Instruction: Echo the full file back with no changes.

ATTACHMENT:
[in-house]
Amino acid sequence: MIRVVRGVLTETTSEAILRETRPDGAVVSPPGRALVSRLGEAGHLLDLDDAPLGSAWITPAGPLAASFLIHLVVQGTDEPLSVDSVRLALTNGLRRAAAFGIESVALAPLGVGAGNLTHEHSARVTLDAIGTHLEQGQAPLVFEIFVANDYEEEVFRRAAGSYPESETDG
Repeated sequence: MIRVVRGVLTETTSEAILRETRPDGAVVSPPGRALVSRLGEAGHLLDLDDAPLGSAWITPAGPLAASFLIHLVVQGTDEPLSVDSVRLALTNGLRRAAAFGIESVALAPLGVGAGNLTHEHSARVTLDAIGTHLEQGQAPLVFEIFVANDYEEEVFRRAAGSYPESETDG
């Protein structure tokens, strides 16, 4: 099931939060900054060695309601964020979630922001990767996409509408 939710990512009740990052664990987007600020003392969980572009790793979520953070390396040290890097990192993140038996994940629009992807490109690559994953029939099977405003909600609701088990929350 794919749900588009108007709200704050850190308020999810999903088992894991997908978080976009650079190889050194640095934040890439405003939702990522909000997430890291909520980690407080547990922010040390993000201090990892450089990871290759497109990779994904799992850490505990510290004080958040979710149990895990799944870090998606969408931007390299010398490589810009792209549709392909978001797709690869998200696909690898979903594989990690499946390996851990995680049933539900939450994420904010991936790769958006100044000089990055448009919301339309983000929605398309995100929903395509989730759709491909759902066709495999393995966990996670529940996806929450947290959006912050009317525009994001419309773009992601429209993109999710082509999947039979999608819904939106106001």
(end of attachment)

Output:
[in-house]
Amino acid sequence: MIRVVRGVLTETTSEAILRETRPDGAVVSPPGRALVSRLGEAGHLLDLDDAPLGSAWITPAGPLAASFLIHLVVQGTDEPLSVDSVRLALTNGLRRAAAFGIESVALAPLGVGAGNLTHEHSARVTLDAIGTHLEQGQAPLVFEIFVANDYEEEVFRRAAGSYPESETDG
Repeated sequence: MIRVVRGVLTETTSEAILRETRPDGAVVSPPGRALVSRLGEAGHLLDLDDAPLGSAWITPAGPLAASFLIHLVVQGTDEPLSVDSVRLALTNGLRRAAAFGIESVALAPLGVGAGNLTHEHSARVTLDAIGTHLEQGQAPLVFEIFVANDYEEEVFRRAAGSYPESETDG
């Protein structure tokens, strides 16, 4: 099931939060900054060695309601964020979630922001990767996409509408 939710990512009740990052664990987007600020003392969980572009790793979520953070390396040290890097990192993140038996994940629009992807490109690559994953029939099977405003909600609701088990929350 794919749900588009108007709200704050850190308020999810999903088992894991997908978080976009650079190889050194640095934040890439405003939702990522909000997430890291909520980690407080547990922010040390993000201090990892450089990871290759497109990779994904799992850490505990510290004080958040979710149990895990799944870090998606969408931007390299010398490589810009792209549709392909978001797709690869998200696909690898979903594989990690499946390996851990995680049933539900939450994420904010991936790769958006100044000089990055448009919301339309983000929605398309995100929903395509989730759709491909759902066709495999393995966990996670529940996806929450947290959006912050009317525009994001419309773009992601429209993109999710082509999947039979999608819904939106106001």